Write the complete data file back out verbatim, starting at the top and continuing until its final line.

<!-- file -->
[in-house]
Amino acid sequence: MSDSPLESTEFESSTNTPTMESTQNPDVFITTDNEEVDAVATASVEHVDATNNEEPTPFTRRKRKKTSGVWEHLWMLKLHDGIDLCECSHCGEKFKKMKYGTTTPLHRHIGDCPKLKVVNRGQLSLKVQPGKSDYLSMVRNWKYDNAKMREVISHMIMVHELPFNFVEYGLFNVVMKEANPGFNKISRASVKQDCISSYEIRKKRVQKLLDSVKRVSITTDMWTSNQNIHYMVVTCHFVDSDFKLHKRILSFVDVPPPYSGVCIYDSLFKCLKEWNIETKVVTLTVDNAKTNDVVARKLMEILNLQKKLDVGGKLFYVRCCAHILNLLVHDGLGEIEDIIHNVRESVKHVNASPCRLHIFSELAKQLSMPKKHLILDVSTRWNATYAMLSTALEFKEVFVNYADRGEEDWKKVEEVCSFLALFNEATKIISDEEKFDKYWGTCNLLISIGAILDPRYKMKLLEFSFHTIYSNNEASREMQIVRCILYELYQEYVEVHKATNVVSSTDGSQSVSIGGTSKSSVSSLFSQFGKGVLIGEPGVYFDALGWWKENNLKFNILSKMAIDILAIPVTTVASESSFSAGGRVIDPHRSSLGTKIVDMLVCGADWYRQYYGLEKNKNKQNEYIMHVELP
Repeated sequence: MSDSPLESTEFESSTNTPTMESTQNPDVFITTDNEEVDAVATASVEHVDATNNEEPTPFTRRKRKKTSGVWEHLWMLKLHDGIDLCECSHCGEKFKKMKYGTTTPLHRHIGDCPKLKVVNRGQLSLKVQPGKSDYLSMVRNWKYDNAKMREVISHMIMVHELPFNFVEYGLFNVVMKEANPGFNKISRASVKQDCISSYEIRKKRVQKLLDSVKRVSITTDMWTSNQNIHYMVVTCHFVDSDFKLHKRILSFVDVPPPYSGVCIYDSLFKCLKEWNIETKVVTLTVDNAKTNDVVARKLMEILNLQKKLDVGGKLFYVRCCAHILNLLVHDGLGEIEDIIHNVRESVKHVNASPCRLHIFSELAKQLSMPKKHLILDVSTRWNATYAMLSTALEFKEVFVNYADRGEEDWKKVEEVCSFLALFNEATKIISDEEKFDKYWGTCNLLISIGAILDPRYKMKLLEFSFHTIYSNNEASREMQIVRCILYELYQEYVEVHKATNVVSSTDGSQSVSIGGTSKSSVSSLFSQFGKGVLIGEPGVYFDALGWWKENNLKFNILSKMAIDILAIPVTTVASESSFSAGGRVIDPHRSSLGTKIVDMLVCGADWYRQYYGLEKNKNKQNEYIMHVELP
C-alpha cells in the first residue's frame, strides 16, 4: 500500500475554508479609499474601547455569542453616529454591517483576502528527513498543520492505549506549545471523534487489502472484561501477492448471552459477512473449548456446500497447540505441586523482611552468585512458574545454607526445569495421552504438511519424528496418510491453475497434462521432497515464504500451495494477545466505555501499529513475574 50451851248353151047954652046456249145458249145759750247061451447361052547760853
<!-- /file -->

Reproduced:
[in-house]
Amino acid sequence: MSDSPLESTEFESSTNTPTMESTQNPDVFITTDNEEVDAVATASVEHVDATNNEEPTPFTRRKRKKTSGVWEHLWMLKLHDGIDLCECSHCGEKFKKMKYGTTTPLHRHIGDCPKLKVVNRGQLSLKVQPGKSDYLSMVRNWKYDNAKMREVISHMIMVHELPFNFVEYGLFNVVMKEANPGFNKISRASVKQDCISSYEIRKKRVQKLLDSVKRVSITTDMWTSNQNIHYMVVTCHFVDSDFKLHKRILSFVDVPPPYSGVCIYDSLFKCLKEWNIETKVVTLTVDNAKTNDVVARKLMEILNLQKKLDVGGKLFYVRCCAHILNLLVHDGLGEIEDIIHNVRESVKHVNASPCRLHIFSELAKQLSMPKKHLILDVSTRWNATYAMLSTALEFKEVFVNYADRGEEDWKKVEEVCSFLALFNEATKIISDEEKFDKYWGTCNLLISIGAILDPRYKMKLLEFSFHTIYSNNEASREMQIVRCILYELYQEYVEVHKATNVVSSTDGSQSVSIGGTSKSSVSSLFSQFGKGVLIGEPGVYFDALGWWKENNLKFNILSKMAIDILAIPVTTVASESSFSAGGRVIDPHRSSLGTKIVDMLVCGADWYRQYYGLEKNKNKQNEYIMHVELP
Repeated sequence: MSDSPLESTEFESSTNTPTMESTQNPDVFITTDNEEVDAVATASVEHVDATNNEEPTPFTRRKRKKTSGVWEHLWMLKLHDGIDLCECSHCGEKFKKMKYGTTTPLHRHIGDCPKLKVVNRGQLSLKVQPGKSDYLSMVRNWKYDNAKMREVISHMIMVHELPFNFVEYGLFNVVMKEANPGFNKISRASVKQDCISSYEIRKKRVQKLLDSVKRVSITTDMWTSNQNIHYMVVTCHFVDSDFKLHKRILSFVDVPPPYSGVCIYDSLFKCLKEWNIETKVVTLTVDNAKTNDVVARKLMEILNLQKKLDVGGKLFYVRCCAHILNLLVHDGLGEIEDIIHNVRESVKHVNASPCRLHIFSELAKQLSMPKKHLILDVSTRWNATYAMLSTALEFKEVFVNYADRGEEDWKKVEEVCSFLALFNEATKIISDEEKFDKYWGTCNLLISIGAILDPRYKMKLLEFSFHTIYSNNEASREMQIVRCILYELYQEYVEVHKATNVVSSTDGSQSVSIGGTSKSSVSSLFSQFGKGVLIGEPGVYFDALGWWKENNLKFNILSKMAIDILAIPVTTVASESSFSAGGRVIDPHRSSLGTKIVDMLVCGADWYRQYYGLEKNKNKQNEYIMHVELP
C-alpha cells in the first residue's frame, strides 16, 4: 500500500475554508479609499474601547455569542453616529454591517483576502528527513498543520492505549506549545471523534487489502472484561501477492448471552459477512473449548456446500497447540505441586523482611552468585512458574545454607526445569495421552504438511519424528496418510491453475497434462521432497515464504500451495494477545466505555501499529513475574 50451851248353151047954652046456249145458249145759750247061451447361052547760853